“The Olympic environment is incredible. You have to go to experience it, it’s very hard to explain what it is like.”
To no one’s surprise, Walker’s children took to basketball like fish to water. Along with Charlisse, eldest daughter Krystal has also donned the black singlet.
Krystal debuted for the Tall Ferns in 2014 and is on a basketball scholarship at Washington State University. Charlisse is the middle child and recently led St Peter’s College to a national title – the team Leanne coaches.
Walker and her family are getting the chance to watch Charlisse play at home this week as the Tall Ferns at the FIBA’s Olympic Qualifiers.
“I was pretty fortunate in my day to play in a few home series, something that I probably didn’t realise how special it was until times like this.
“It’s awesome to be able to see our best players in person against some of the world’s best and, with Sky Sport picking it up for TV, people who can’t be there will still be able to watch it live and record it.
“Seeing the Tall Ferns playing at a high level is really encouraging and I guess it’s that little bit more special when you have family involved.”
The prospect of The Tall Ferns progressing to the Olympic Games and Charlisse being part of the team is certainly an enticing one for Leanne.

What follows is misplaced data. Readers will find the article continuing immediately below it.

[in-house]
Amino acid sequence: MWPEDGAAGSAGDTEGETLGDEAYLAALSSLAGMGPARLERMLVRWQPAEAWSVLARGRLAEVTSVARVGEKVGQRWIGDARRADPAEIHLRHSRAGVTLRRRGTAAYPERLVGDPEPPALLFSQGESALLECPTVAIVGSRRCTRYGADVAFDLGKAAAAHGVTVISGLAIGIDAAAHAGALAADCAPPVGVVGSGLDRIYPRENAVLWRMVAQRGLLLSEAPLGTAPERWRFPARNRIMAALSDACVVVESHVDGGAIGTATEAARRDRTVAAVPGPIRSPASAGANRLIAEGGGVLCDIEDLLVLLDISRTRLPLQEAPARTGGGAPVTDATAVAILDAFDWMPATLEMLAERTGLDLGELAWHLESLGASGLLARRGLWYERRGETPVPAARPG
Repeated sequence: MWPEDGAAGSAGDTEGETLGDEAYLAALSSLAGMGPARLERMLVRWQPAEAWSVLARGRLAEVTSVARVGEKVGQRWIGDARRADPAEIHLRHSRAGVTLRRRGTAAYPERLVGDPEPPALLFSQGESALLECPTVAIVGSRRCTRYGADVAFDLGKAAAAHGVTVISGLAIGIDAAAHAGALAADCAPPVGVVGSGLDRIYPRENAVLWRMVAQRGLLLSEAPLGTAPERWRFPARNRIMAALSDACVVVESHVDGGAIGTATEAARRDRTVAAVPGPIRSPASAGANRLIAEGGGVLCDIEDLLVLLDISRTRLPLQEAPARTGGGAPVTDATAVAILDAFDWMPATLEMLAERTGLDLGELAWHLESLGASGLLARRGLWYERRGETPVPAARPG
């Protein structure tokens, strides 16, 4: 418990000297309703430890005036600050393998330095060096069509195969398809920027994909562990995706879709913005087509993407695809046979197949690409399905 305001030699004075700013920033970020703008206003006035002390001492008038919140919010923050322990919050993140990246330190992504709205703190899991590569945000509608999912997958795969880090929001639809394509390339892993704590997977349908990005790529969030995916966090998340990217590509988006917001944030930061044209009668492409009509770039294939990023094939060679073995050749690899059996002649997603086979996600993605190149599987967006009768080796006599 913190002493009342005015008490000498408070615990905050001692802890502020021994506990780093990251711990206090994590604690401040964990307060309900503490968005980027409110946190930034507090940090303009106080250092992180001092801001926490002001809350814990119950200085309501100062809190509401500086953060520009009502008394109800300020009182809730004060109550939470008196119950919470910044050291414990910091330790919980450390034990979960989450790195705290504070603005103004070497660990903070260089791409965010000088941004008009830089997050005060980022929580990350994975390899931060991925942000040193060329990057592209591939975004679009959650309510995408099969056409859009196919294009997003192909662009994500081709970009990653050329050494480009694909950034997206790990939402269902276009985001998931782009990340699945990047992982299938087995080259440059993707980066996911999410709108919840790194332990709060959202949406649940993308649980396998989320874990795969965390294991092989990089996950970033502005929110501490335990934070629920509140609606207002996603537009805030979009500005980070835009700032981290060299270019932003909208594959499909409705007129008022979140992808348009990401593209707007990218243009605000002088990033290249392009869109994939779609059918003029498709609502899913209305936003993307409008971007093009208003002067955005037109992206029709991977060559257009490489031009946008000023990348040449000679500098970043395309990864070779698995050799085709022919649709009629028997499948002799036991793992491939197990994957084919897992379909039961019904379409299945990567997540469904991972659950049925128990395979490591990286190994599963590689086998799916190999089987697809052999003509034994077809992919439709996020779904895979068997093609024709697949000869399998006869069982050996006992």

“It’s very exciting and I’m very proud that both Charlisse and Krystal have got to that level, they’ve both worked hard to get there. It takes a lot of work and effort and it’s nice to see that rewarded.
“They have always been determined and had a good work ethic. They’ve been involved in a lot of different sports and been competitive, even our snap card games at home get pretty competitive.
“They are pretty driven and they feed off one another too. Krystal is always messaging and calling Charlisse and Charlisse thrives on that and visa-versa, they encourage each other all the time. They are probably the biggest fans of each other.”
Leanne believes it is a really exciting time to be a Tall Fern.
“I’m enjoying watching the Tall Ferns and also the calibre of player that is coming over with the other teams. It’s massive for our game and it will be exciting to witness that.
“The beauty of the Tall Ferns now is that they do get more opportunities to play international games. When we were trying to compete and get to an Olympics we would only play Australia and if we couldn’t beat them, which was a massive task, we couldn’t qualify.
“I like what Guy (Tall Ferns Head Coach Guy Molloy) is doing with the team, and what he is implementing. When we had Carrie Graf and Tom Maher as head coaches, they utilised the strengths that we had. We didn’t have the height so we had to come up with game plans that suited our team rather than mould to a certain style of play.
“New Zealand’s developing that now, a New Zealand style of play around what our athletes are capable of. I like that concept and I definitely like what Guy is trying to do with the programme. He also puts different players in the team when they have trips to Taiwan or Japan which is building our player base and I think that is important too,” concluded the former Tall Ferns captain.